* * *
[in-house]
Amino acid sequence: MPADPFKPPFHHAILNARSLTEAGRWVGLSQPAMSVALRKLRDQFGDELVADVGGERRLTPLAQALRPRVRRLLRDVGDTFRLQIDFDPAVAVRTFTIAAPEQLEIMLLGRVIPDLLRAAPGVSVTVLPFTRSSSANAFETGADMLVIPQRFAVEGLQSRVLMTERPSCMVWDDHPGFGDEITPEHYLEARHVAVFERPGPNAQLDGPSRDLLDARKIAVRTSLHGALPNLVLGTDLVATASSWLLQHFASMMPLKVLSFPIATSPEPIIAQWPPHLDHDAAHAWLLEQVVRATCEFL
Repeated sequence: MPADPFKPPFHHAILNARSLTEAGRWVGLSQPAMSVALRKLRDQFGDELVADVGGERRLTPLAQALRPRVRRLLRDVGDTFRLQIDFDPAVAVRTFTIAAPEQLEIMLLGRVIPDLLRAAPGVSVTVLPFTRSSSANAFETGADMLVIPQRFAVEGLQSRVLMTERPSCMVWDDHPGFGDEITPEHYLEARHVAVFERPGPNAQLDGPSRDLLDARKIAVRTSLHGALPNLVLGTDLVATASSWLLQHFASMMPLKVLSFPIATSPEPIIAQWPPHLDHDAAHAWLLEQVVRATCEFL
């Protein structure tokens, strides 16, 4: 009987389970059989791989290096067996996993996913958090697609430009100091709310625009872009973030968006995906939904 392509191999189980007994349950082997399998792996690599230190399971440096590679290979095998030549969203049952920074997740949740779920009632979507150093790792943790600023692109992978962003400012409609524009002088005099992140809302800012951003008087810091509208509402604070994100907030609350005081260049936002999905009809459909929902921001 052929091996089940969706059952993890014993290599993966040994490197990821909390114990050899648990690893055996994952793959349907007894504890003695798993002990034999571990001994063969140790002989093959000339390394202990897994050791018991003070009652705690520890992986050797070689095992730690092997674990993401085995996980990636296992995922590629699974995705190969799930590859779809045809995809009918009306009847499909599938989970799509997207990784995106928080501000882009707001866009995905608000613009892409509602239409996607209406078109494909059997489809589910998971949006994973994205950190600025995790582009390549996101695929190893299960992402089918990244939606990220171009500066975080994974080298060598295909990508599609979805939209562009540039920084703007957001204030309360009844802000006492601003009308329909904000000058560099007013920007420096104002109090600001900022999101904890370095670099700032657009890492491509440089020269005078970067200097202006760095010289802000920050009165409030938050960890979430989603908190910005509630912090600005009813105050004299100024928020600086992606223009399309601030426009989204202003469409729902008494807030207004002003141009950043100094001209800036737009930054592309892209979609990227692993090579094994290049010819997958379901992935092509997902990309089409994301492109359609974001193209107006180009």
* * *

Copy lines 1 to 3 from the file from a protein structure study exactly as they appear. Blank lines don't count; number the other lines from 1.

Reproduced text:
[in-house]
Amino acid sequence: MPADPFKPPFHHAILNARSLTEAGRWVGLSQPAMSVALRKLRDQFGDELVADVGGERRLTPLAQALRPRVRRLLRDVGDTFRLQIDFDPAVAVRTFTIAAPEQLEIMLLGRVIPDLLRAAPGVSVTVLPFTRSSSANAFETGADMLVIPQRFAVEGLQSRVLMTERPSCMVWDDHPGFGDEITPEHYLEARHVAVFERPGPNAQLDGPSRDLLDARKIAVRTSLHGALPNLVLGTDLVATASSWLLQHFASMMPLKVLSFPIATSPEPIIAQWPPHLDHDAAHAWLLEQVVRATCEFL
Repeated sequence: MPADPFKPPFHHAILNARSLTEAGRWVGLSQPAMSVALRKLRDQFGDELVADVGGERRLTPLAQALRPRVRRLLRDVGDTFRLQIDFDPAVAVRTFTIAAPEQLEIMLLGRVIPDLLRAAPGVSVTVLPFTRSSSANAFETGADMLVIPQRFAVEGLQSRVLMTERPSCMVWDDHPGFGDEITPEHYLEARHVAVFERPGPNAQLDGPSRDLLDARKIAVRTSLHGALPNLVLGTDLVATASSWLLQHFASMMPLKVLSFPIATSPEPIIAQWPPHLDHDAAHAWLLEQVVRATCEFL